What Are the Different Types of Intelligence?

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  • 0:07 What Is Intelligence?
  • 1:26 Multiple Intelligences
  • 3:05 Triarchic Theory of…
  • 5:11 Lesson Summary
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Lesson Transcript
Instructor: Natalie Boyd

Natalie is a teacher and holds an MA in English Education and is in progress on her PhD in psychology.

Psychologists don't all agree on what intelligence is, a debate that has been going on since the 19th century. In this lesson, we'll examine some of the common theories of intelligence, including those of Binet, Gardner, and Sternberg.

What Is Intelligence?

Think about the smartest person you know. What makes them smarter than the other people you know? What do they have or have they done to become intelligent? And how do you know that they are smart?

Intelligence, or the ability to acquire and apply knowledge and skills, is a somewhat tricky concept. Psychologists have been trying for years to figure out what exactly it is and how to measure it.

It all started in the late 19th century, when a Frenchman named Alfred Binet was asked by the government to identify which Parisian children would experience trouble with school. They wanted to identify which students would need extra help as early as possible.

Binet put together a test that focused on things that weren't explicitly taught in school, things like attention, memory, and problem-solving skills. Thus, the first intelligence quotient, or IQ, test was born. Its goal was to measure the underlying intelligence of people.

In particular, Binet wanted to measure how easily a child would learn in school. But is that all there is to intelligence? Or is there more? Let's look at two other theories of intelligence and what they say intelligence is made up of.

Multiple Intelligences

Think about a person who is really good at something that doesn't have to do with school. Maybe you know someone who really understands people and how to relate to them or someone who can take apart a car or computer and put it back together again, even without having been trained in that. Perhaps you know someone who is very good at sports.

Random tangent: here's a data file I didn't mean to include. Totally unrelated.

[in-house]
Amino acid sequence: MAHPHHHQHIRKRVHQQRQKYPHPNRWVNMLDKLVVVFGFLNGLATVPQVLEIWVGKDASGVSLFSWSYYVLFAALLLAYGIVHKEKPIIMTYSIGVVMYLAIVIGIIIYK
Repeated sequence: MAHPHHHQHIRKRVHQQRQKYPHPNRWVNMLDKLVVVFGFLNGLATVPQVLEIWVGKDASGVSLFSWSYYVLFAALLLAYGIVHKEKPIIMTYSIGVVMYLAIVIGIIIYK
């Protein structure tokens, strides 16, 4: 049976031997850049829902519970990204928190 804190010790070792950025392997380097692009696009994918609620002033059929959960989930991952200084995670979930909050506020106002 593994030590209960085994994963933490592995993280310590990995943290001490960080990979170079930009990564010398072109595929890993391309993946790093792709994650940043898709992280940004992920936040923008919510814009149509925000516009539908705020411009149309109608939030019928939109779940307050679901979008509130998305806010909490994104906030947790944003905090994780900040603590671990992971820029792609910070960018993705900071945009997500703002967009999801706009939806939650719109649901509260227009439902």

Are these talents or intelligences?

Howard Gardner doesn't like Binet's idea of intelligence. He believes that it is too narrowly defined and that it leaves out many students who aren't traditionally book smart. So, he came up with a theory of multiple intelligences, which says that there are many different types of intelligence that people can have.

Among his intelligences, Gardner has listed interpersonal intelligence, which involves understanding and relating to other people; intrapersonal intelligence, which involves understanding yourself; kinesthetic intelligence, which involves being able to control your body movements to a degree; and many others.

People who are in support of Gardner's multiple intelligences theory argue that people vary in different skills. Just because someone is better at reading people than at reading books doesn't mean that they aren't as intelligent.

But not everyone agrees with Gardner. Those who argue against his theory point out that intelligence is just scholastic aptitude. That is, it is the skill or talent of being able to succeed in school. What Gardner's theory describes, they say, are skills or talents in other areas, but not intelligence.

Triarchic Theory of Intelligence

Gardner isn't the only one who feels like Binet's definition of intelligence is too narrow. Robert J. Sternberg is a psychologist who also wants to expand the definition of intelligence. But Sternberg doesn't agree with Gardner's definitions of intelligence. He believes that Gardner is just listing talents and skills, not intelligence.

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